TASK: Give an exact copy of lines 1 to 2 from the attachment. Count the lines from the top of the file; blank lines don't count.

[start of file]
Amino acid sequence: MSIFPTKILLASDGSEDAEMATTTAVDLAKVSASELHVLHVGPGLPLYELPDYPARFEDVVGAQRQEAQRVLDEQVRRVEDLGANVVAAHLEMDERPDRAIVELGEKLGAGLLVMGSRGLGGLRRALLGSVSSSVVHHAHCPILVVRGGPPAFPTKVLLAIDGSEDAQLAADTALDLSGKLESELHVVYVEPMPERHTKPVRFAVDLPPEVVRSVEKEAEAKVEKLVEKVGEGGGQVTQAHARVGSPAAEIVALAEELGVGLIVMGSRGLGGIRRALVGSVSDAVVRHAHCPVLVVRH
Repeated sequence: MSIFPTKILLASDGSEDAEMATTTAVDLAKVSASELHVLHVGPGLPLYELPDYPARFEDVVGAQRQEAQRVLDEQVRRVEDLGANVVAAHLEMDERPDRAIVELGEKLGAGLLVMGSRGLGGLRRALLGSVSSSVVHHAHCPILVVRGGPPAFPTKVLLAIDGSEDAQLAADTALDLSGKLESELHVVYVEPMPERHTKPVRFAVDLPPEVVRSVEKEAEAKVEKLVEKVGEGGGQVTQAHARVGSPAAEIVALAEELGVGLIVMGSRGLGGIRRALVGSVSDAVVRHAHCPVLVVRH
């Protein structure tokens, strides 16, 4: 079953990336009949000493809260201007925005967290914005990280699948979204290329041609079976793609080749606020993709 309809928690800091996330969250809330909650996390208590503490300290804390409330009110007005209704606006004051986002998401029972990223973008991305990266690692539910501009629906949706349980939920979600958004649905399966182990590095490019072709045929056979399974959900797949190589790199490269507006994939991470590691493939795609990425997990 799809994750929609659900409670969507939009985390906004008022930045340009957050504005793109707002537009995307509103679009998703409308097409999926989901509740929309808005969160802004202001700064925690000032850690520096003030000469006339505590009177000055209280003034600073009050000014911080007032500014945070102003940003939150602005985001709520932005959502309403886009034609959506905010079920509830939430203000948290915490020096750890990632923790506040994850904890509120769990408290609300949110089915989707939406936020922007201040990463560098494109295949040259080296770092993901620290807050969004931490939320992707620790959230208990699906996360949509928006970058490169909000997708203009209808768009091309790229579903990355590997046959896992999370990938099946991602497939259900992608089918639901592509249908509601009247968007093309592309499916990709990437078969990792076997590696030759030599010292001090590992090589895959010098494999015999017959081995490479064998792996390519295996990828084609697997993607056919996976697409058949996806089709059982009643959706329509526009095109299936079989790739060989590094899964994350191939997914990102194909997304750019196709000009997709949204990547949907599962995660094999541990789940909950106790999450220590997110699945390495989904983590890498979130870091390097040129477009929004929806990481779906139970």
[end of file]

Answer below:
Amino acid sequence: MSIFPTKILLASDGSEDAEMATTTAVDLAKVSASELHVLHVGPGLPLYELPDYPARFEDVVGAQRQEAQRVLDEQVRRVEDLGANVVAAHLEMDERPDRAIVELGEKLGAGLLVMGSRGLGGLRRALLGSVSSSVVHHAHCPILVVRGGPPAFPTKVLLAIDGSEDAQLAADTALDLSGKLESELHVVYVEPMPERHTKPVRFAVDLPPEVVRSVEKEAEAKVEKLVEKVGEGGGQVTQAHARVGSPAAEIVALAEELGVGLIVMGSRGLGGIRRALVGSVSDAVVRHAHCPVLVVRH
Repeated sequence: MSIFPTKILLASDGSEDAEMATTTAVDLAKVSASELHVLHVGPGLPLYELPDYPARFEDVVGAQRQEAQRVLDEQVRRVEDLGANVVAAHLEMDERPDRAIVELGEKLGAGLLVMGSRGLGGLRRALLGSVSSSVVHHAHCPILVVRGGPPAFPTKVLLAIDGSEDAQLAADTALDLSGKLESELHVVYVEPMPERHTKPVRFAVDLPPEVVRSVEKEAEAKVEKLVEKVGEGGGQVTQAHARVGSPAAEIVALAEELGVGLIVMGSRGLGGIRRALVGSVSDAVVRHAHCPVLVVRH